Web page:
fbpx
Pre Loader

Choosing a Retirement Plan

/, Saving/Choosing a Retirement Plan
ira, growth

Whether you are starting a new business, or have owned your business for many years you will face the question of how to best save for your retirement.  There are many options, many factors which will determine the plan you use.

If you are the only employee/participant and plan to invest less than $6,500 annually, a low-cost way to begin may be to establish an individual Roth or Traditional IRA account.  There is generally a one-time setup fee and an annual maintenance charge from the account custodian, in addition to fees associated with the account investments.

Depending upon your income level and tax filing status, you may be eligible to contribute to a Roth IRA, a Traditional IRA, or either/both (total contributions not to exceed $5,500/$6,500 if age 50 or over). Your tax advisor can help you to decide which type of account would be most beneficial to you given your current situation.

If you intend to contribute a larger amount of money, or if you have employees and would like to offer a retirement plan, you may consider a SEP IRA, a SIMPLE IRA, or even a 401(k) plan.  Your choice of plan will depend upon how much you wish to contribute, the cost of the plan and the reporting requirements involved.

Any employer may set up a SEP IRA; to be eligible to participate, one must have been employed in 3 of the last 5 years, be at least 21 years of age, and have earned at least $600.  All eligible employees must be included in the plan.  Employer contributions are made at the discretion of the employer, and maximum allowed total contributions (employee and employer) will be the lesser of 25% of compensation or $53,000.

A SIMPLE IRA may be appropriate for an employer with fewer than 100 employees.  Eligible employees will have earned at least $5,000 in the prior 2 years and are expected to earn at least $5,000 in the current year.  Again, all eligible employees must be included in the plan.  The contribution limits for participants are $12,500 with a $3,000 “catch up” contribution for those age 50 or older.   Employers may make a matching contribution of up to 3% of compensation.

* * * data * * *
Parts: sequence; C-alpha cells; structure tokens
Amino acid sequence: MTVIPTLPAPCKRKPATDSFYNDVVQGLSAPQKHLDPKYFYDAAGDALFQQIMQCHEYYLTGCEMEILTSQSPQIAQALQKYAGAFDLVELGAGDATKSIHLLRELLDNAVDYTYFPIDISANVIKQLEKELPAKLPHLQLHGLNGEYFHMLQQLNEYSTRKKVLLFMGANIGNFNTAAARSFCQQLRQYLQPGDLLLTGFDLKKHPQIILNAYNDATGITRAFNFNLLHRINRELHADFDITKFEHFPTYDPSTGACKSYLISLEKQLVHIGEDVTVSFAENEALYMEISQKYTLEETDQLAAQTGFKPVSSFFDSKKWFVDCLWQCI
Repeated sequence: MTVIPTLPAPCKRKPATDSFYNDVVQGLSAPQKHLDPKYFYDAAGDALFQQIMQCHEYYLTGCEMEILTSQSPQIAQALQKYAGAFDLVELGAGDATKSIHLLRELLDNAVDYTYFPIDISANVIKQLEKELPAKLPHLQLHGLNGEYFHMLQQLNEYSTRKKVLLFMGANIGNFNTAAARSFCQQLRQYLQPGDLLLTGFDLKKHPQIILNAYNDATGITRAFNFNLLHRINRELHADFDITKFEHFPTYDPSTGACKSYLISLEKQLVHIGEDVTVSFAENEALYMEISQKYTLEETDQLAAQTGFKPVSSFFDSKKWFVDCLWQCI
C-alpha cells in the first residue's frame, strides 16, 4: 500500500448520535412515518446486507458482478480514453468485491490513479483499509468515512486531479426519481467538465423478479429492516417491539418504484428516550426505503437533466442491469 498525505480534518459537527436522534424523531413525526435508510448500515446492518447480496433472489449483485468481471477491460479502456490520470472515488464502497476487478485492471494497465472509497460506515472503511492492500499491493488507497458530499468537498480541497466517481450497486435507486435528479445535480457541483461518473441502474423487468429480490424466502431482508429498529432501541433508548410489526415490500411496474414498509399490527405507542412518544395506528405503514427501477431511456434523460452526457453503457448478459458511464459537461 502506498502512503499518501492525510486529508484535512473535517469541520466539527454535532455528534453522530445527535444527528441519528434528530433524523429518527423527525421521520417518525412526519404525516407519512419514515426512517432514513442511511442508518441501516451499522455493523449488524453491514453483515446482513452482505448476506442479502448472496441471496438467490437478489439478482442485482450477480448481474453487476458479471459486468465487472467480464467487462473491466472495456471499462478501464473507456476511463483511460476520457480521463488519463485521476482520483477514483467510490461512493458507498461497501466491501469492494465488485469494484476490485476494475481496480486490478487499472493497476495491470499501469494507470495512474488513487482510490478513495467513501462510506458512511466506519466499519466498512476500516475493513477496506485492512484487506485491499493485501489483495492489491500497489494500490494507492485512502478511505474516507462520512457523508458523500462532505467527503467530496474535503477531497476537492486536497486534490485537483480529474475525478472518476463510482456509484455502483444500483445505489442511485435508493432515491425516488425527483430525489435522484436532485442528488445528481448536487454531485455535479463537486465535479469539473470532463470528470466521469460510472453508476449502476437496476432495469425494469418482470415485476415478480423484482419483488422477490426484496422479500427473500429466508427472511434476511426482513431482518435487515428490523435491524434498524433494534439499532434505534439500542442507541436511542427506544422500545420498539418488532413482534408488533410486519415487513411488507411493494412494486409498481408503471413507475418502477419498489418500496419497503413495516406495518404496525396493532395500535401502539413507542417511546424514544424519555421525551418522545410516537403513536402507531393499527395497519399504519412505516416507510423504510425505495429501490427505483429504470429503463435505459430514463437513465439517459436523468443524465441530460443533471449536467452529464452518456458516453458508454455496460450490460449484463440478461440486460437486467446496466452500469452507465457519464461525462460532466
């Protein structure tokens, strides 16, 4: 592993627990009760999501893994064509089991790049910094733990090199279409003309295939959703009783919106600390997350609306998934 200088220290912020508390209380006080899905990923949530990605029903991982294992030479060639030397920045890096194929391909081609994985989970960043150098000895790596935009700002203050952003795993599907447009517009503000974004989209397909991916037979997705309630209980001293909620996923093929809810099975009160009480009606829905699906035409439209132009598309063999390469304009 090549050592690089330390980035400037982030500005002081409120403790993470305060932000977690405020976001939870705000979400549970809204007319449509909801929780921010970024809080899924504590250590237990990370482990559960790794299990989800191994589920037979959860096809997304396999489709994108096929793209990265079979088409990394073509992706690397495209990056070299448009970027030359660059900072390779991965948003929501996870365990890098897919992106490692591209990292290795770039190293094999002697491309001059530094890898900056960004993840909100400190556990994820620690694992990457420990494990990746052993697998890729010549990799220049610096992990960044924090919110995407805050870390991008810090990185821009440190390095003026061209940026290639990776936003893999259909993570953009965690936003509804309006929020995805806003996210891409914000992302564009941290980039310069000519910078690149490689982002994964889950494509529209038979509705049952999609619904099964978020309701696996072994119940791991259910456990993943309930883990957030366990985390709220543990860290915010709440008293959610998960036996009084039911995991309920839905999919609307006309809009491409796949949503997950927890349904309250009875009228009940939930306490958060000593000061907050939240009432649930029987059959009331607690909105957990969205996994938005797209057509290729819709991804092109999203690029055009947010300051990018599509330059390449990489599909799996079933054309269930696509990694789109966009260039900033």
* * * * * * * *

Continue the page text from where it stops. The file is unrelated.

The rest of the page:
Any employer (other than government entities) may establish a 401(k). Any employee who is at least 21 years old, and has completed a year of service may participate.  A 401(k) plan requires annual filings of Form 5500 and notices for safe-harbor contributions; there may also be requirements for a QDIA, automatic enrollment, and other features as applicable.  A 401(k) plan requires the services of a TPA (Third Party Administrator) for these filings and reporting, which adds additional expense to the Plan.  Contribution limits are higher (participants may contribute up to $18,000 annually – with an additional $6,000 catch up contribution if over age 50).  The maximum contribution currently is the lesser of 100% of compensation, or $53,000 ($59,000 with the “catch up” contribution included).

It is important to meet with your tax advisor and your financial advisor before starting a retirement plan, to choose the plan most appropriate for your business.  An annual review of your plan is also necessary to keep up with changes in contribution limits and other plan updates.

_________

**Securities and investment advice offered through Cadaret, Grant & Co., Inc.  Member FINRA/SIPC 
Marathon Financial Advisors, Inc. and Cadaret, Grant & Co., Inc. are separate entities.